Judges of the Supreme Court and high courts would be subject to the scrutiny of a high-level committee and those facing serious charges of misconduct may be asked to step down, according to a new bill that was approved by the Union Cabinet on Tuesday.
The much-delayed Judicial Standards and Accountability Bill, 2010 provides for setting up of a five-member oversight committee to be headed by a former chief justice of India and including the attorney general to go into complaints against members of the higher judiciary.
Other members of the apex committee would be a Supreme Court judge, a chief justice of a high court and an eminent person nominated by the President. The bill, which seeks to replace the Judges (Inquiry) Act, 1968 while retaining its basic features, is being introduced in Parliament amid growing incidents of allegations of misconduct against judges.
"The enactment of the bill will address the growing concerns regarding the need to ensure greater accountability of the higher judiciary by bringing in more transparency and would further strengthen the credibility and independence of the judiciary," Information and Broadcasting Minister Ambika Soni told reporters while briefing on the Cabinet decision.
Under the bill, a judge not facing serious charges may be let off after a warning. However, if any judge faces serious charges that would require further investigation, that particular judge may be asked to step down, Soni said. The bill has provisions for setting up of scrutiny committees to which cases will be referred by the oversight committee.
Soni said the screening committee will be in place for Supreme Court and in each of the 21 high courts. The committees would investigate the charges and submit reports within three months to the oversight committee. A former chief justice of India and two judges of the apex court will be members of the screening committee for the Supreme Court. Similarly, the former chief justice of a high court and two judges of high court would be members of the screening committees to be constituted for the high courts.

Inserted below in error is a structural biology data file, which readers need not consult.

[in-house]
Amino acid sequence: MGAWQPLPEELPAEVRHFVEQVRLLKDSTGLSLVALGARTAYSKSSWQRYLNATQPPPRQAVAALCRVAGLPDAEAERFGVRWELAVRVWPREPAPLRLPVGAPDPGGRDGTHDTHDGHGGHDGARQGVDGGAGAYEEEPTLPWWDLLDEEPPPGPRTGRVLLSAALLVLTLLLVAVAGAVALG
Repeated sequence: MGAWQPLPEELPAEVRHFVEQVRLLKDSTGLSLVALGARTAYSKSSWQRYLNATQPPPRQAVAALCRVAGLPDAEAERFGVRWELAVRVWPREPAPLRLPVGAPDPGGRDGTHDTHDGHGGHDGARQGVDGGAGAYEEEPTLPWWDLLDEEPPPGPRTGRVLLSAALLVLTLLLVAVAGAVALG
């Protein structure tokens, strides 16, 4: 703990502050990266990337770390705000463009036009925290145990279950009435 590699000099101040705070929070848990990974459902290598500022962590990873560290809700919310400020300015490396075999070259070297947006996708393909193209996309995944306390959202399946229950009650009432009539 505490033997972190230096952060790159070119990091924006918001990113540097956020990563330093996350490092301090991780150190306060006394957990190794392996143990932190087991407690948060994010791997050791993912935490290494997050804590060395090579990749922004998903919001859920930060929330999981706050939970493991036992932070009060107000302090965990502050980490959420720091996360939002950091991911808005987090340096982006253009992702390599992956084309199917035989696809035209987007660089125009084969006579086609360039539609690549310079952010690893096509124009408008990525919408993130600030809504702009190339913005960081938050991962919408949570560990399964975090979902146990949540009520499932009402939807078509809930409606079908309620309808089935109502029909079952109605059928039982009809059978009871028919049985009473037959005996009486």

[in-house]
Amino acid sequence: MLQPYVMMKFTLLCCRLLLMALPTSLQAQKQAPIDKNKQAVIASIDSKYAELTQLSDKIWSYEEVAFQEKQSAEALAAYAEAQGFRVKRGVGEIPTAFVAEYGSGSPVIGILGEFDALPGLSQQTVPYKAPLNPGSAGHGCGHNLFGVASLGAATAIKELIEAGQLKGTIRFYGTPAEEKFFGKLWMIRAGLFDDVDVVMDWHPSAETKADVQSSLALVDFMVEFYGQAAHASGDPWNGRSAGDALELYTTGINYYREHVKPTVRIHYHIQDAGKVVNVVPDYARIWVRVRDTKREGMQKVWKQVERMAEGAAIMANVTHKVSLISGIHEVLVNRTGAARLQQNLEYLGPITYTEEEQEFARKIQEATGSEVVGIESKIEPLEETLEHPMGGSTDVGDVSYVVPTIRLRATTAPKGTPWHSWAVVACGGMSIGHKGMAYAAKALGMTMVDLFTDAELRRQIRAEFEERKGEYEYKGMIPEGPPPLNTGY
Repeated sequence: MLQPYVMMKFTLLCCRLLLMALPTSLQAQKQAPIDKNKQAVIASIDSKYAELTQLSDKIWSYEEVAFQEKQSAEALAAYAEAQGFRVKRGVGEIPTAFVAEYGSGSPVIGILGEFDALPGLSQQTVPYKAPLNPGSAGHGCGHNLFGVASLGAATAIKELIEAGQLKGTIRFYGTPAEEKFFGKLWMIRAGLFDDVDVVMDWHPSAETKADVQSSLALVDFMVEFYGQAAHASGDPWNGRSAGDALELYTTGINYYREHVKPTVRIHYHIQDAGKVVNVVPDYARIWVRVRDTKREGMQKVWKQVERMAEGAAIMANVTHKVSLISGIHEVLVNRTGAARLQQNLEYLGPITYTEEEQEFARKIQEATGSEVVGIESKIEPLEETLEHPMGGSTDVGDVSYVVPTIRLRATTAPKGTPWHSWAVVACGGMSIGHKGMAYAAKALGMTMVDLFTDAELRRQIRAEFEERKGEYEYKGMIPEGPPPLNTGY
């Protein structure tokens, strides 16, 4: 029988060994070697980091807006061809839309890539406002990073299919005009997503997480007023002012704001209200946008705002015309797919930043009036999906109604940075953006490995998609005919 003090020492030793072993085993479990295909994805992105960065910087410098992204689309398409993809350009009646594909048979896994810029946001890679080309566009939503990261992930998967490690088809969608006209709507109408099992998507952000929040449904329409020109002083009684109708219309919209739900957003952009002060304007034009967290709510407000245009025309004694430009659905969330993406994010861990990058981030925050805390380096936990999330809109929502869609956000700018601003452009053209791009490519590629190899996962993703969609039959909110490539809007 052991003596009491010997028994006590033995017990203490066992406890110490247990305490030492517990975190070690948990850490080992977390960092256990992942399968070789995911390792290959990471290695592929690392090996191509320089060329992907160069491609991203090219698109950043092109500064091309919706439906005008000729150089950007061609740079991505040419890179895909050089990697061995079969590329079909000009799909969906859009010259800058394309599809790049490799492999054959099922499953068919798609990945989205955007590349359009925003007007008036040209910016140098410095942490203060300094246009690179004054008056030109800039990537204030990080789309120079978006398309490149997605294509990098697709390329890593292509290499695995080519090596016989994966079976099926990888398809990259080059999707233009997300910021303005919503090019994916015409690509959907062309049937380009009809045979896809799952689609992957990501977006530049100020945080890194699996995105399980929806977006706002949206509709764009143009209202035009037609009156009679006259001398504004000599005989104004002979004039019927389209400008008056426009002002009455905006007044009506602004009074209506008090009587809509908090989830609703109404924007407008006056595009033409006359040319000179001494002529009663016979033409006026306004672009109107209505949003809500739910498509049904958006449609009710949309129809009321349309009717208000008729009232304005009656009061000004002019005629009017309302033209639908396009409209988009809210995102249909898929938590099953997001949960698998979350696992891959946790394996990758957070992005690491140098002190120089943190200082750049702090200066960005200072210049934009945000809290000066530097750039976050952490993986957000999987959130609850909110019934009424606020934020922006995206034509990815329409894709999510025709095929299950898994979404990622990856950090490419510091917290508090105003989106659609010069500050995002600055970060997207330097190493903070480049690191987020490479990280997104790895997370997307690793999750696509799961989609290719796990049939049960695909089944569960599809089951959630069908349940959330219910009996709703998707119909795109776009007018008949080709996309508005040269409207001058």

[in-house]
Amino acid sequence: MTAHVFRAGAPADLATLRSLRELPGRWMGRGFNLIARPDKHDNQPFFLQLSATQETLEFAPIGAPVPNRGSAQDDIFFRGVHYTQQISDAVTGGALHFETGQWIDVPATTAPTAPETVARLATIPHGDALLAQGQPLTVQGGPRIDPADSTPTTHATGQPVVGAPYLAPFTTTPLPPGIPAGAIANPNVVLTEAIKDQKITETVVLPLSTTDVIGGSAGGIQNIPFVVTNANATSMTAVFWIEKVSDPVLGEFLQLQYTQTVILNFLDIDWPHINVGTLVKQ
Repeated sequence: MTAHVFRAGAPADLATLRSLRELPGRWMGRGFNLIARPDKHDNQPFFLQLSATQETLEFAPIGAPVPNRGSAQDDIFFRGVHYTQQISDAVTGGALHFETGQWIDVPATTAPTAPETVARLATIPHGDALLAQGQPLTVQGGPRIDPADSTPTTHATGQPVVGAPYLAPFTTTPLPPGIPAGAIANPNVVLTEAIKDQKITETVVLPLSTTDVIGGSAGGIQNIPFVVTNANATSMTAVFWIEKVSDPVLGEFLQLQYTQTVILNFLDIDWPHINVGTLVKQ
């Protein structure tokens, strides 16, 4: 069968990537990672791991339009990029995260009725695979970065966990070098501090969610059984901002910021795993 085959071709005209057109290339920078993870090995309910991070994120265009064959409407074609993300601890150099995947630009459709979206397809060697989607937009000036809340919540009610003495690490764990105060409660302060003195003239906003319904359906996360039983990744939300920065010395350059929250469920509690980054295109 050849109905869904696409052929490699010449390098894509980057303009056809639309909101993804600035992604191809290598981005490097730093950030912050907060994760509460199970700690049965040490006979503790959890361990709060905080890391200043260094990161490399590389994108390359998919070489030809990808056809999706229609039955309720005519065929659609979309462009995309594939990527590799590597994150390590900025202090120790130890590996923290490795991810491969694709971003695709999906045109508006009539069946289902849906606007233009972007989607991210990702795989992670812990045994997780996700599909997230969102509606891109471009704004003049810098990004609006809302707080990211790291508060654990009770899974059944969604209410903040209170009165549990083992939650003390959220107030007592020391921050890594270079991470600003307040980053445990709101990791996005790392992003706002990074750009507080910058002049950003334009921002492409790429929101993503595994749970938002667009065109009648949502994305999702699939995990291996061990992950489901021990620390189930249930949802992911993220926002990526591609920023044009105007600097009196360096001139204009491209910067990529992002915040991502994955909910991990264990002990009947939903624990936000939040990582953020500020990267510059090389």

"At present there is no legal provision for dealing with complaints filed by the public against judges of the Supreme Court and the high courts," Soni said.
As of now, there is no law that requires the judges of the Supreme Court and the high courts to declare their assets and liabilities. There is also no statutory sanction for judicial standards. The bill also has a provision for allowing the common man to complain about the alleged misconduct of a judge. But the citizens will have to reveal the source of their information in complaints filed by them.
The bill also lays down certain guidelines or code of conducts for judges. The proposed law expects judges not to delay delivering a judgment beyond a three-month time frame after conclusion of arguments. According to the bill, the members of the higher judiciary should have no bias in judicial work or judgments on the basis of religion, race, caste, sex or place of birth.
The other guidelines laid down say they should not contest the election of any club or society; not have close association with individual members of the bar and not allow any member of their immediate family to appear before them in courts. The bill also proposes to make provisions for declaration of assets and liabilities of judges.
The bill was earlier introduced in Parliament and referred to a standing committee. With the expiry of the last Lok Sabha, the bill had to be reintroduced. The bill was brought before the Cabinet in March this year but was referred to a Group of Ministers after sharp differences over the provision of 'minor reprimand' for members of the higher judiciary arose during the meeting. The GoM, headed by Agriculture Minister Sharad Pawar, had cleared the bill in May.